By Rachel Arandilla
WE USED to think that artists are like martyrs to their craft, dedicating their whole life to poverty before they die, and then their works would be worth millions. Meanwhile, artists who do make it successfully in their earthly life get branded as “sellouts.”
The romanticism of the starving artist is dead. With today’s Creative Revolution, it’s impossible to ignore how creatives could influence ideas and move people, groups and economies.
We need to rethink how businesses see creatives, and how creatives see business. When one body saw the other as irrelevant, and the other as corrupt, how do they even meet eye-to-eye? I am saying this from my perspective who took an undergrad of Fine Arts major in Advertising Arts in USC. This led us to being trained by brilliant professors, and of contrasting schools-of-thought: one encouraging commerce, and the other, abhorring capitalism altogether.
Chris Do’s coming to Cebu is highly relevant to the local industry as we rethink where to place ourselves — not as fine artists per se, but as design professionals.
An Emmy award-winning director, designer, strategist and educator, Chris Do is the CEO of Blind, a brand strategy design consultancy. He’s also the founder of The Futur, an education platform on The Business of Design and The Design of Business. His informative platform (in YouTube and Podcast) has given free education to thousands of creatives from around the world who do not have access to such means and resources.
Chris Do was in Cebu yesterday for a one-day workshop at SM Seaside The workshop was specifically designed for creative professionals and teaching them how to scale their services, from freelancing to entrepreneurship. Prior to the workshop, we had an intimate fireside chat with Chris at Morals and Malice last Sept. 25, and we got to learn more about design and entrepreneurship, as well as scaling for solopreneurs.
I’m Creative and I’m Filipino… how does that help me?
“It’s innate for both creatives and Filipinos to want to please people. So you’re on a double negative already,” Chris said, chuckling.
How true it was — how amazing it felt for us for people who appreciate our work and tell us “you’re a genius!” completely missing out that we are doing the work pro bono or on x-deal basis. Nothing wrong with x-deals, but we really need to teach people to value creative intellectual property — that means charging for it. Chris Do can’t repeat it enough: Get Paid First.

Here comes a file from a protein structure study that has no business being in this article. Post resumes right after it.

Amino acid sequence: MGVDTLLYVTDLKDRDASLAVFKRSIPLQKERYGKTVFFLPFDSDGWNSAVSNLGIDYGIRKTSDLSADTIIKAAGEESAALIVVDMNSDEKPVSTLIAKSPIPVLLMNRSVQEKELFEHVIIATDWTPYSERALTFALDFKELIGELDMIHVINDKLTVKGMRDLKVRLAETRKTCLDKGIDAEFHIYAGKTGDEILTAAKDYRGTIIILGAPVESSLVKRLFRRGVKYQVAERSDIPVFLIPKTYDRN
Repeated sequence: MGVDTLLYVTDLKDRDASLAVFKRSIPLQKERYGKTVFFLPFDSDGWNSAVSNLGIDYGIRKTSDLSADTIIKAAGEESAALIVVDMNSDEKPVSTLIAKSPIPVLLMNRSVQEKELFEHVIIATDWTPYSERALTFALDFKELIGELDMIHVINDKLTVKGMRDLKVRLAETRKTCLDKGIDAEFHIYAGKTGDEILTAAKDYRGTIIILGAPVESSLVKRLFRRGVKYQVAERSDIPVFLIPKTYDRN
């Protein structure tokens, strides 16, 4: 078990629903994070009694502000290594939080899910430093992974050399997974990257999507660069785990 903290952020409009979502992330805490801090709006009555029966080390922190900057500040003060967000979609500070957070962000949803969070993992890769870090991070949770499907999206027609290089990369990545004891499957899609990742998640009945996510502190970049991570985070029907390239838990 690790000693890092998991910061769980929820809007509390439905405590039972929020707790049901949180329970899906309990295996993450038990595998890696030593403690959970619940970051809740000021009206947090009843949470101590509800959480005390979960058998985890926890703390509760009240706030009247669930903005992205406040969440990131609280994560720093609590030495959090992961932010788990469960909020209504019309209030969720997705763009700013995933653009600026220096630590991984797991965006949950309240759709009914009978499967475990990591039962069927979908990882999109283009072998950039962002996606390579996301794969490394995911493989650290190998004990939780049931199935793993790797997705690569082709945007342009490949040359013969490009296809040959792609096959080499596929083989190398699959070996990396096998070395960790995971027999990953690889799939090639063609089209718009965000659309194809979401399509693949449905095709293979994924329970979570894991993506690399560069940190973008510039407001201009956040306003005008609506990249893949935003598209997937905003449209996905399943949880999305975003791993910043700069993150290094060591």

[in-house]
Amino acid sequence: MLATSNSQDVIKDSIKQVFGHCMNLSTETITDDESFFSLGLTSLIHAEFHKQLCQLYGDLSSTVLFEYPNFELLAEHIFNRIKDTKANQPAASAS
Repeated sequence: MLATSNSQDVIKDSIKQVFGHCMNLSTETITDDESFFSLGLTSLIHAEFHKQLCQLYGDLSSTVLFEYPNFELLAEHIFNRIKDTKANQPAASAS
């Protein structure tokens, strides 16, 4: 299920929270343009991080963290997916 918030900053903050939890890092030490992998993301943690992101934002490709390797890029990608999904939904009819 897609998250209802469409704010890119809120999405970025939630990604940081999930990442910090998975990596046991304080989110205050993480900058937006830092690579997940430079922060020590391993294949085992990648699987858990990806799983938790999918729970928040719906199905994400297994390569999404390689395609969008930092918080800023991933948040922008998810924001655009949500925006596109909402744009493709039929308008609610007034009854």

How do I Scale My Business?
I posed a question to Chris: “How do you scale a business, especially for solopreneurs?”
For solopreneurs like photographers, videographers, DJs and the like, you can only grow to a certain scale and then you can’t anymore — after all, there are only 365 days in a year and you can’t split yourself in two places at the same time.
“First, don’t start a company with yourself too attached to it. I know from the people I look up to that I’m going to run into problems if I named my company the Chris Do company.”
That way, clients will not demand you to always handhold a project with them anytime — and you can offshore your services to other people (your team!). Even if you don’t give them the physical presence, you still give them your personal trust that the project will succeed through the team. What if the client still insists on having you on board a project and you can’t do that?
“Well, give them a money-back guarantee — that’s always an offer that’s hard to refuse.”
Empowerment through Education
Chris shared how his visit to the Philippines opened his eyes as he saw how stark living conditions here were — from the ultra-wealthy living in mansions and the informal settlers living just a few hundred meters away.
Education, he believes, is the way out of poverty. And it’s great that nowadays we only need a laptop and an internet connection to be given open access to education and resources that are free. Chris Do’s “The Futur” has given such a powerful tool to alleviate struggling creatives into learning and becoming better themselves. Imagine what the right tools could do to change the course of an 11-year-old creative boy’s future living in the slums of the Philippines!
I’m sincerely thankful to all the organizers for making this event happen, for bringing Chris Do to Cebu. We would certainly learn a lot from him, and we are also thankful that the Philippines has opened up his eyes and he has learned from us as well (aside from the economic situation, he has also recounted his experiences of “Filipino time” while in the country!)
Thank you, UVNS, Genesis Raña, Create PH, and all the amazing organizers who made this happen!